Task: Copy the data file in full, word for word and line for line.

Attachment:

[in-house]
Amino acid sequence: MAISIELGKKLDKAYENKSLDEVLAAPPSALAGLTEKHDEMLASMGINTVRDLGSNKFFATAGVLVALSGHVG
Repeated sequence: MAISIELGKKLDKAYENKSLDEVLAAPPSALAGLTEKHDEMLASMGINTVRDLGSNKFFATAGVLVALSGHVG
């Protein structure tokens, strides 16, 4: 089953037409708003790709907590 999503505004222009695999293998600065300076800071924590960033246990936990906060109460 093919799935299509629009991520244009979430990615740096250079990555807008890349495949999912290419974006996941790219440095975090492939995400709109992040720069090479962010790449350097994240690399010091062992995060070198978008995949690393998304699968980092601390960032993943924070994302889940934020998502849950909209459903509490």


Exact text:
[in-house]
Amino acid sequence: MAISIELGKKLDKAYENKSLDEVLAAPPSALAGLTEKHDEMLASMGINTVRDLGSNKFFATAGVLVALSGHVG
Repeated sequence: MAISIELGKKLDKAYENKSLDEVLAAPPSALAGLTEKHDEMLASMGINTVRDLGSNKFFATAGVLVALSGHVG
């Protein structure tokens, strides 16, 4: 089953037409708003790709907590 999503505004222009695999293998600065300076800071924590960033246990936990906060109460 093919799935299509629009991520244009979430990615740096250079990555807008890349495949999912290419974006996941790219440095975090492939995400709109992040720069090479962010790449350097994240690399010091062992995060070198978008995949690393998304699968980092601390960032993943924070994302889940934020998502849950909209459903509490």